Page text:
There is no denying that Jerusalem is slow to start. A lengthy first act appears to offer little more than a snapshot depiction of some lower class undesirables in rural England; at first, Mark Rylance’s award-winning performance was on no higher plane than David Threlfall’s continued portrayal of Frank Gallagher in Channel 4’s Shameless, and indeed that provides something of a benchmark for the kind of comedy and subject matter the play explores. His character, Johnny ‘Rooster’ Byron is something of a social rebel; living in a caravan, defying the council and the world at large, and providing a party haven for the youths of the local town. Set across one day, we see him facing an eviction which he attempts to dodge; inevitably evoking the Dale Farm scenario. Having premiered as recently as 2009, this state-of-the-nation play is current and full of contemporary references; refreshing in the midst of the many classics the West End usually puts on. But by the time the first interval came around, I wasn’t alone in wondering just what all the fuss was about.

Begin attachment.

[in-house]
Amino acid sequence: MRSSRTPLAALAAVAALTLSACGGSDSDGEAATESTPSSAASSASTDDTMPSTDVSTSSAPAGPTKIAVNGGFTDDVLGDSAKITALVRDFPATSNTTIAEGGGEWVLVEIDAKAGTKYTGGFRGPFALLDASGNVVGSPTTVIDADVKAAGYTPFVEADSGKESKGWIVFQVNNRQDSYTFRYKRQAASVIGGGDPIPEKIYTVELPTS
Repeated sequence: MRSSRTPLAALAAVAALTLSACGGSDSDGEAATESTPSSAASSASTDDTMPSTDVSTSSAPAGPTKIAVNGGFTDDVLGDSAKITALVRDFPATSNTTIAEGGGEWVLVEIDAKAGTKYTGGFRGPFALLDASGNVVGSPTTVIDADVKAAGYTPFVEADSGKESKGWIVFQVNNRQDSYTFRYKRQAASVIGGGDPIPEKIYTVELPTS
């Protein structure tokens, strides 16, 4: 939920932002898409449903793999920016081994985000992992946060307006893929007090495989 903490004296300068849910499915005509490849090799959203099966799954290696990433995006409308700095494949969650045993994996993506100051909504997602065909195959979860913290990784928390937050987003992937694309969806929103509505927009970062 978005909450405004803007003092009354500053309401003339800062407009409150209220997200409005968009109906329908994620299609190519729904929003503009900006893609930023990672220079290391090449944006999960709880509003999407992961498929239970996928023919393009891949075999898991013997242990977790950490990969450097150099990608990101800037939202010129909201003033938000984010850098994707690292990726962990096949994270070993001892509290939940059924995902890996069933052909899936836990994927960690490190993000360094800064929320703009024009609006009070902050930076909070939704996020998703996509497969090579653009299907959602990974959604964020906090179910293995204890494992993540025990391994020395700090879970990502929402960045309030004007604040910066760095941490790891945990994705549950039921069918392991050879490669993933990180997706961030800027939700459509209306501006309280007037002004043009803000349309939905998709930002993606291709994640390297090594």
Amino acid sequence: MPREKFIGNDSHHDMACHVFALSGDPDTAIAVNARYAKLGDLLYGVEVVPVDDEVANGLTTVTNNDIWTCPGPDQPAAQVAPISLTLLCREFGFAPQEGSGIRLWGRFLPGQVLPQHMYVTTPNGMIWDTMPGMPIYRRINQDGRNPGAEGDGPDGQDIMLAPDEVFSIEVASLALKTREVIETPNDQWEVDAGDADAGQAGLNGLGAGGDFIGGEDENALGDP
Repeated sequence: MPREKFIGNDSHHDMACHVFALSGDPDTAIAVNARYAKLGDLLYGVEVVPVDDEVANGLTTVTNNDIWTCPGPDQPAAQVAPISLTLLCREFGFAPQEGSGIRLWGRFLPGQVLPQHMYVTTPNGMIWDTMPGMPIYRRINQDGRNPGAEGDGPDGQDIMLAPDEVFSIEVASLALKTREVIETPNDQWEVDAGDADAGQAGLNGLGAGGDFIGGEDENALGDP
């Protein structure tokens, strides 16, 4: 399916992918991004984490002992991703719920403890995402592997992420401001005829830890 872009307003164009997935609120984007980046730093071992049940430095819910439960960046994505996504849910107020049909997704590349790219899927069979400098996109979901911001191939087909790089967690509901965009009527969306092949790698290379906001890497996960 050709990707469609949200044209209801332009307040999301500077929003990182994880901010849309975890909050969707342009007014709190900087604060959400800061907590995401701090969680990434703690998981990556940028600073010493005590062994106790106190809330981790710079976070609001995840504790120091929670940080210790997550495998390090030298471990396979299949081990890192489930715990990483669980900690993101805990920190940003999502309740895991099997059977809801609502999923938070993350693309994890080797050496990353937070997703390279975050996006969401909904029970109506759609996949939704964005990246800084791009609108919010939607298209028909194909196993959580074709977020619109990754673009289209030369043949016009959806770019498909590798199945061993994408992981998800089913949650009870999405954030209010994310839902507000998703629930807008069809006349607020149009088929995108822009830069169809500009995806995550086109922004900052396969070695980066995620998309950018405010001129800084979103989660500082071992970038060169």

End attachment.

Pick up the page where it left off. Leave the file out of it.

Then, the second and third acts open up, and the scene begins to unravel and show unexpected depth of narrative. Rooster is revealed as something of a martyr, symbolic of a lost cause, a victim of his own failed ideals. There are moments of gruesome violence, unsettling verbal abuse, and tender moments between he and his son, and with the young Phaedra which feel much more raw than theatre. The narrative is a patchwork of scenes, and the other characters only serve to assist the explosion of Rooster as a character. His plight is something which the audience must interpret for themselves – it is a task, and I have no shame in admitting it was one with which I struggled.

In spite of the immediate amazement that comes from witnessing Rylance’s memorable performance, I feel Jerusalem is a play which requires some consideration before it can be fully appreciated. It is likely a modern masterpiece, but its themes are so vast, and its implications so profound, that it is difficult to grasp even in the 3 hours 20 minutes of performance. If you enjoy modern theatre, definitely see it now; you’ll have plenty of time to think about it later.